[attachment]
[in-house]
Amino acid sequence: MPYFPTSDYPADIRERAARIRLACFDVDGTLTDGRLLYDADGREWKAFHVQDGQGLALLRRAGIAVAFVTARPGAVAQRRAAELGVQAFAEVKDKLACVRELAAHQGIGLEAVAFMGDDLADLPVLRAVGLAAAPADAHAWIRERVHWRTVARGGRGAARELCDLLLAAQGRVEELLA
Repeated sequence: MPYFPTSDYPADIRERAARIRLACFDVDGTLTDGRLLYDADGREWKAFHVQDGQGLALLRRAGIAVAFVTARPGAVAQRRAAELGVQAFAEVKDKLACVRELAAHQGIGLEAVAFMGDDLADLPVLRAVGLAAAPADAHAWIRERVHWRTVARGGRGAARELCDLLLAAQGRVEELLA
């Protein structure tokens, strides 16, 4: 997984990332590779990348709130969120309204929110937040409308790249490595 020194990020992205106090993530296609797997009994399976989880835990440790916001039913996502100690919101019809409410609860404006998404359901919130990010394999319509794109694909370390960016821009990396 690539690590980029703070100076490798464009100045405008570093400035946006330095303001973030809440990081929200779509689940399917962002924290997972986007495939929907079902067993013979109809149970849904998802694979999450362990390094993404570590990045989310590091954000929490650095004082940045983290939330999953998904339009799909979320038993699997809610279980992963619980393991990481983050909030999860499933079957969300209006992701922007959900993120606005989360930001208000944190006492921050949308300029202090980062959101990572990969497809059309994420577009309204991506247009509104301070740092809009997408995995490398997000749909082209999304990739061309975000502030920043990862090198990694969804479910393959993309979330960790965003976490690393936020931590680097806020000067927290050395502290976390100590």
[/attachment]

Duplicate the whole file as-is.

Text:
[in-house]
Amino acid sequence: MPYFPTSDYPADIRERAARIRLACFDVDGTLTDGRLLYDADGREWKAFHVQDGQGLALLRRAGIAVAFVTARPGAVAQRRAAELGVQAFAEVKDKLACVRELAAHQGIGLEAVAFMGDDLADLPVLRAVGLAAAPADAHAWIRERVHWRTVARGGRGAARELCDLLLAAQGRVEELLA
Repeated sequence: MPYFPTSDYPADIRERAARIRLACFDVDGTLTDGRLLYDADGREWKAFHVQDGQGLALLRRAGIAVAFVTARPGAVAQRRAAELGVQAFAEVKDKLACVRELAAHQGIGLEAVAFMGDDLADLPVLRAVGLAAAPADAHAWIRERVHWRTVARGGRGAARELCDLLLAAQGRVEELLA
């Protein structure tokens, strides 16, 4: 997984990332590779990348709130969120309204929110937040409308790249490595 020194990020992205106090993530296609797997009994399976989880835990440790916001039913996502100690919101019809409410609860404006998404359901919130990010394999319509794109694909370390960016821009990396 690539690590980029703070100076490798464009100045405008570093400035946006330095303001973030809440990081929200779509689940399917962002924290997972986007495939929907079902067993013979109809149970849904998802694979999450362990390094993404570590990045989310590091954000929490650095004082940045983290939330999953998904339009799909979320038993699997809610279980992963619980393991990481983050909030999860499933079957969300209006992701922007959900993120606005989360930001208000944190006492921050949308300029202090980062959101990572990969497809059309994420577009309204991506247009509104301070740092809009997408995995490398997000749909082209999304990739061309975000502030920043990862090198990694969804479910393959993309979330960790965003976490690393936020931590680097806020000067927290050395502290976390100590």